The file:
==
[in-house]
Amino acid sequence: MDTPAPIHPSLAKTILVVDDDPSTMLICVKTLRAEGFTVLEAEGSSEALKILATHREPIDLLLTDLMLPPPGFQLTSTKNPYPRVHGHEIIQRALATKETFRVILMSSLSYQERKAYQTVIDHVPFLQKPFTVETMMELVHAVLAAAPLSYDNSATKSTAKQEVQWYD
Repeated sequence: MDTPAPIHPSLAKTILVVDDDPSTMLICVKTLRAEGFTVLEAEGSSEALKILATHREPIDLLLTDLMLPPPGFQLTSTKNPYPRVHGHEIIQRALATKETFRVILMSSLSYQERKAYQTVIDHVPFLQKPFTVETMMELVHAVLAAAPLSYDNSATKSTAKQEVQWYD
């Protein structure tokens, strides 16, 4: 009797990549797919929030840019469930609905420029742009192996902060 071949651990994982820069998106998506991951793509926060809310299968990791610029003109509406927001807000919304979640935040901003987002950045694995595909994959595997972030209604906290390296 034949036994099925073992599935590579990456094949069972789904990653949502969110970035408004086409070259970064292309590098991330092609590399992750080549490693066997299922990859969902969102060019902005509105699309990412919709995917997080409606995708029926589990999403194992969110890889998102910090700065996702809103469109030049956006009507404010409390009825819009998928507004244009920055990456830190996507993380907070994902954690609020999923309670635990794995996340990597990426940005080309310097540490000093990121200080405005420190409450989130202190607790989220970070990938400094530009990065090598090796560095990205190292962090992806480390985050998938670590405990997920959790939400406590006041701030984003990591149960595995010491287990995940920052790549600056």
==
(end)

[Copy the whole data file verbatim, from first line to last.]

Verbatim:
[in-house]
Amino acid sequence: MDTPAPIHPSLAKTILVVDDDPSTMLICVKTLRAEGFTVLEAEGSSEALKILATHREPIDLLLTDLMLPPPGFQLTSTKNPYPRVHGHEIIQRALATKETFRVILMSSLSYQERKAYQTVIDHVPFLQKPFTVETMMELVHAVLAAAPLSYDNSATKSTAKQEVQWYD
Repeated sequence: MDTPAPIHPSLAKTILVVDDDPSTMLICVKTLRAEGFTVLEAEGSSEALKILATHREPIDLLLTDLMLPPPGFQLTSTKNPYPRVHGHEIIQRALATKETFRVILMSSLSYQERKAYQTVIDHVPFLQKPFTVETMMELVHAVLAAAPLSYDNSATKSTAKQEVQWYD
């Protein structure tokens, strides 16, 4: 009797990549797919929030840019469930609905420029742009192996902060 071949651990994982820069998106998506991951793509926060809310299968990791610029003109509406927001807000919304979640935040901003987002950045694995595909994959595997972030209604906290390296 034949036994099925073992599935590579990456094949069972789904990653949502969110970035408004086409070259970064292309590098991330092609590399992750080549490693066997299922990859969902969102060019902005509105699309990412919709995917997080409606995708029926589990999403194992969110890889998102910090700065996702809103469109030049956006009507404010409390009825819009998928507004244009920055990456830190996507993380907070994902954690609020999923309670635990794995996340990597990426940005080309310097540490000093990121200080405005420190409450989130202190607790989220970070990938400094530009990065090598090796560095990205190292962090992806480390985050998938670590405990997920959790939400406590006041701030984003990591149960595995010491287990995940920052790549600056």